Home Dive Site Reviews Idaho: Land of Spuds, Springs, and … Scuba?

Idaho: Land of Spuds, Springs, and … Scuba?

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By John Tapley

For many scuba divers looking to explore the Pacific Coast, Idaho is a gateway: a place to pass through between home and destination. Landlocked within the northwestern United States, Idaho, at first glance, doesn’t have a lot to offer in comparison to other states, but a further inspection leads to some unique diving off the beaten path: as rivers converge with pools, streams and ponds, possibilities open up – especially for divers who enjoy other watersports. The state best known for spuds and springs, as we will discover, is replete with opportunities for scuba aficionados who are willing to give it a chance.

Lake Roosevelt

“I wouldn’t call it a dive destination state, but we’re blessed to be able to splash. Like I tell my students, who are going to places with 80 degrees and 100-foot visibility, ‘Diving in Idaho isn’t easy. We wear drysuits and have to do altitude adjustments for all our diving because everything is over 1,000 feet. But it’s worth it. If you can dive here, you’re a really good diver – you can do pretty much anything.” – Paul Melni

Fascinated by the ocean, Paul Melni, owner of AWOL Scuba and Kayak (a new watersports center located in Twin Falls) has carried his love of the sport to Idaho, where he showcases the state’s many offerings. 

Idaho is dotted with series of quarries, lakes, reservoirs, and springs; and while often small in scope, these places are ideal for convenience. And when this isn’t enough to sate Idahoan divers, nearby Wyoming features plenty of choice opportunities in warmer waters: many of which are found near Yellowstone National Park and the Shoshone National Forest.

Ramp to Lucky Peak

Many of the most treasured dives in the state known for tubers and mountains are located well off the beaten path, which has given Idaho diving a reputation for being rough and rugged. Sites located in higher elevations, which often exceed 3,000 feet, can be a difficult adventure for scuba explorers who aren’t accustomed to hiking, and carrying gear over an extended period of time can challenge the heartiest of aqua explorers. Still, being accompanied by a convoy of people aiming for the same thrills heightens the spirit of camaraderie, which carries into the dive itself.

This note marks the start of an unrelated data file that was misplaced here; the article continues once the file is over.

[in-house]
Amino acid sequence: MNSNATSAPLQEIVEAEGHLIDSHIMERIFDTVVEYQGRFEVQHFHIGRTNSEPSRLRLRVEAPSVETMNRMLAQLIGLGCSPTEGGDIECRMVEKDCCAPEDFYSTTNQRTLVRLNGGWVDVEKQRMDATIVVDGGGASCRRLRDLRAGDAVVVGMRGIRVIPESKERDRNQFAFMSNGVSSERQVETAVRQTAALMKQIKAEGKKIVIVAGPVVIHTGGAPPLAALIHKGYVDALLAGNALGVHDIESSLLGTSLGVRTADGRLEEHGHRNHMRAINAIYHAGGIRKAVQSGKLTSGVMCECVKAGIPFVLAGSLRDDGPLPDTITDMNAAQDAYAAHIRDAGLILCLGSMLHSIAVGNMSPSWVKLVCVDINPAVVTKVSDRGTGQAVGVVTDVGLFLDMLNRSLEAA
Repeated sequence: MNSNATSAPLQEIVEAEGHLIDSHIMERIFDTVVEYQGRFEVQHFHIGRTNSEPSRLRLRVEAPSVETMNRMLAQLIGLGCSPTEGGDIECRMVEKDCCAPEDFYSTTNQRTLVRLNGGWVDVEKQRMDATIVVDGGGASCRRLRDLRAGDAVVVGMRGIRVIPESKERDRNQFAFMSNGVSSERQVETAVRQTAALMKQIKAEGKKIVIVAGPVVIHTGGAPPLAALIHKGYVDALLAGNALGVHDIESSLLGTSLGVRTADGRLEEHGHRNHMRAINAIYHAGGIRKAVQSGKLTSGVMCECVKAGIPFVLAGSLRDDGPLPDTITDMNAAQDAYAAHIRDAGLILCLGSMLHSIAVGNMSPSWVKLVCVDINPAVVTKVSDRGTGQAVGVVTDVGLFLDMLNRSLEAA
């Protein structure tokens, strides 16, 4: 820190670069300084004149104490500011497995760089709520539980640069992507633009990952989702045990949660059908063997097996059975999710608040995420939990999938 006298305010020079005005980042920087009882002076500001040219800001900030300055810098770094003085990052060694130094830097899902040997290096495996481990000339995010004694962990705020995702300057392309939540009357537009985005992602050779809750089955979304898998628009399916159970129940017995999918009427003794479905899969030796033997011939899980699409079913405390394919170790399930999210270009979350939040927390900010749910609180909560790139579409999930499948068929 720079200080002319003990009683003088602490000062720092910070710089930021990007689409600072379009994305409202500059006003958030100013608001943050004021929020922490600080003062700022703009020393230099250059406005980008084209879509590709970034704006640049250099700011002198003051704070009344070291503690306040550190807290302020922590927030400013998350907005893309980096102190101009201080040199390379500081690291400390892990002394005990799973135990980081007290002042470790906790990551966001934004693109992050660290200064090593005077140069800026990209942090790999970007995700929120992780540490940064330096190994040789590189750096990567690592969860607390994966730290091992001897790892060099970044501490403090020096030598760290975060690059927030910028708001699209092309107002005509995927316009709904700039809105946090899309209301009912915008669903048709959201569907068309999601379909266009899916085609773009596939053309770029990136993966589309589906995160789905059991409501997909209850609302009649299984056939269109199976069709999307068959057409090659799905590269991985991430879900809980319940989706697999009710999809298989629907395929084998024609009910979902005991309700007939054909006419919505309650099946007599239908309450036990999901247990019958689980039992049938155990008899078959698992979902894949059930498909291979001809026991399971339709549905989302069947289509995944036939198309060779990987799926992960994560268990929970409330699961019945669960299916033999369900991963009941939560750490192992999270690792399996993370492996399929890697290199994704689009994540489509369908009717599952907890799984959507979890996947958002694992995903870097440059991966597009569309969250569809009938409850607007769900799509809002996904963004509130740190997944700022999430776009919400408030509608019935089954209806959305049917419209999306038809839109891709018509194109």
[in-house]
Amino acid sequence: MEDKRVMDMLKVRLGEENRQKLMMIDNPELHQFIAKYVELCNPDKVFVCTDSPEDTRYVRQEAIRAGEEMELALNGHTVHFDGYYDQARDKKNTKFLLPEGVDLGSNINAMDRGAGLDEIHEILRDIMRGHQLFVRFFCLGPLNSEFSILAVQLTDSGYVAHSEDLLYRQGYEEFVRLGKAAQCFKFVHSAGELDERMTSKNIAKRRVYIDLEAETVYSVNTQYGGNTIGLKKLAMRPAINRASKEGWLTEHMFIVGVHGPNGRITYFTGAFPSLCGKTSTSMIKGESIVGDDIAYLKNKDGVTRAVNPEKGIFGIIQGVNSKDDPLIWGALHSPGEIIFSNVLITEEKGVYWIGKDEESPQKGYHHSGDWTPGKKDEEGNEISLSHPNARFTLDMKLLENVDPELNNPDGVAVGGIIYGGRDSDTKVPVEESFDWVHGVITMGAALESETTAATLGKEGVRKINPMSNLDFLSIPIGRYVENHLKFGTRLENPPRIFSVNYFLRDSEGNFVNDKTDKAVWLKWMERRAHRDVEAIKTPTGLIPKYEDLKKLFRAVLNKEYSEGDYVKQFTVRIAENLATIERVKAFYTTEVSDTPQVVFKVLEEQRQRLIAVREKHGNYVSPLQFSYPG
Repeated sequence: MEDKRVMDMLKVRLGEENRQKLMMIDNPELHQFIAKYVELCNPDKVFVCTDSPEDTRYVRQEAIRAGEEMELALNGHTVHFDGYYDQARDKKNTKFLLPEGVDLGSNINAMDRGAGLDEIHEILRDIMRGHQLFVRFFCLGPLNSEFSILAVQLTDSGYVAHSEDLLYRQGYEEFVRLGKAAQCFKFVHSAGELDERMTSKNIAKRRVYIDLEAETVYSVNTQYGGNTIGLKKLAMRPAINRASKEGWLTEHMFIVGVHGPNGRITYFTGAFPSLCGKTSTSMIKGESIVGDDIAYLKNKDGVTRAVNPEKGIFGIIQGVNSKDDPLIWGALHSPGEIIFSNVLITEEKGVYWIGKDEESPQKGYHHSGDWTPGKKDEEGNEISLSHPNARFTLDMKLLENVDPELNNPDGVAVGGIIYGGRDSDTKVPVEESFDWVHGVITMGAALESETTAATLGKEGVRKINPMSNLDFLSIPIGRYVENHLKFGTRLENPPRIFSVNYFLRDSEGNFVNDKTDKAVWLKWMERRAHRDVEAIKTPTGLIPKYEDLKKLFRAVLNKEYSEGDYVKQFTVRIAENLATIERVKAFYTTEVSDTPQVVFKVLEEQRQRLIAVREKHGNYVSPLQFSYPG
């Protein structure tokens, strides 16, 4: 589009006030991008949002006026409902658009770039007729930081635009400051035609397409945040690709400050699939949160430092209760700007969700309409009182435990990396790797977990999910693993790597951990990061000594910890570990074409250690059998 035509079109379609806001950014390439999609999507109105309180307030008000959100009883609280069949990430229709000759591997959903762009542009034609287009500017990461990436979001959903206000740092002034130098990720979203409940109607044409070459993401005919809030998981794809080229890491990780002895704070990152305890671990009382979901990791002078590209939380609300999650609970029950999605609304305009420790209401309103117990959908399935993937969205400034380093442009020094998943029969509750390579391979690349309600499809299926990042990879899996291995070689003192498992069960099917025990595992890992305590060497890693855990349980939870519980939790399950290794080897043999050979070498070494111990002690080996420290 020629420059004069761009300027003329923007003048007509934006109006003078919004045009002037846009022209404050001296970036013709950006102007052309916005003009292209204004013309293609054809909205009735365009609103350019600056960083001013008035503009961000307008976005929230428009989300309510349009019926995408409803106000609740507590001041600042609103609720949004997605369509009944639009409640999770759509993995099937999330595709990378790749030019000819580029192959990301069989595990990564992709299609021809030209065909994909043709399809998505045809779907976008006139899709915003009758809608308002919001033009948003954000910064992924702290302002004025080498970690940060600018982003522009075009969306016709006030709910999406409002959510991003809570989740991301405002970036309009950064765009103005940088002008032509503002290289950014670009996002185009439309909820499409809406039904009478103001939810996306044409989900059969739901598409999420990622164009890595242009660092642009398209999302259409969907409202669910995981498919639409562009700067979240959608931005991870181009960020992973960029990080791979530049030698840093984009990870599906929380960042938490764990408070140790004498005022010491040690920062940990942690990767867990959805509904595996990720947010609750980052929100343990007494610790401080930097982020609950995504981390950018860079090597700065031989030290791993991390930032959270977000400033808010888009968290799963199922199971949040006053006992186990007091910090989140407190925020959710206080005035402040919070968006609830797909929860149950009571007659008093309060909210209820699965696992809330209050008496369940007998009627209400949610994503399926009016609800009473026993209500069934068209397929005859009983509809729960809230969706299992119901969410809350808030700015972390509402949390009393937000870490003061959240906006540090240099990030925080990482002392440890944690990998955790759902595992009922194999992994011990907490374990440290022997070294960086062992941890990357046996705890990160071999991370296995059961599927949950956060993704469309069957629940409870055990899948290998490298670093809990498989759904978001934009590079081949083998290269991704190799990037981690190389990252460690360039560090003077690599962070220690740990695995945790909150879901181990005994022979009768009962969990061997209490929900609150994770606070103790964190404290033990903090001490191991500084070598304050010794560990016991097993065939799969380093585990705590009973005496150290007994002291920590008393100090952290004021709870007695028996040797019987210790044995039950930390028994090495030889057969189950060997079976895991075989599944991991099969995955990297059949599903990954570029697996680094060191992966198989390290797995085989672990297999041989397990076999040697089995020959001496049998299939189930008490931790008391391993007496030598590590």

The physical activity demanded by Idaho’s mountainous terrain isn’t the only concern divers should consider before venturing to the state, and it is critical divers understand how to adjust for higher elevations to avoid perilous situations.

Charlie Sterling, who owns full-service dive center Boise Scuba Center in Meridian, enjoys the mentoring aspect of scuba, and has been enthralled with diving since he first encountered 007’s Bahaman adventures in Thunderball. He shares some of his expertise on preparing for high altitude scuba:

“With high altitude diving you have to account for decreased pressure, and you would have to have a high-altitude dive chart and acclimate to it for a certain amount of time. With a computer, you’d need a pre-programmed setting. It’s recommended to only do two dives a day, limit your depth, and make your ascent rate to at least one foot every two seconds. And when going home for the day, you’d have to also account for the elevation of the pass: some can be 8,000 feet.”

While out in the wild, divers often take advantage of the occasion by connecting other watersports and interests to their primary goal. For scuba instructor Jenny Dennis, of Dive Magic (a dive business with two locations in Boise), the joy of scuba is in its sense of freedom from the hustle and grind of every day life, and a multi-layered approach (especially among friends) is a big appeal. She, along with her sister Mary, were introduced to scuba through their father: a hobby, which turned into a career for both. For her, Idaho’s dive destinations are well worth the cost of admission:

“It’s the adventure getting to dive sites – sometimes people will travel great distances, and the walk can be intense. A lot of our lakes are tucked into the mountains, and many go camping when they [explore] them. We have a lot of cross-over: we’ll get kayakers, paddlers, and white-water rafting. We get people who want to see what it’s like to dive at altitude or cold-water diving. If someone gives us notice, we try to find them something different to offer than in other places.”

Dierkes Lake

Nestled roughly six miles north of Twin Falls, Dierkes Lake is a beloved scuba diving attraction, largely because of its interesting geographic features. Sitting in Snake River Canyon along the Snake River, down to about 485 feet, the lake is surrounded by a separate inner wall, which divers follow to 250 feet to the river below.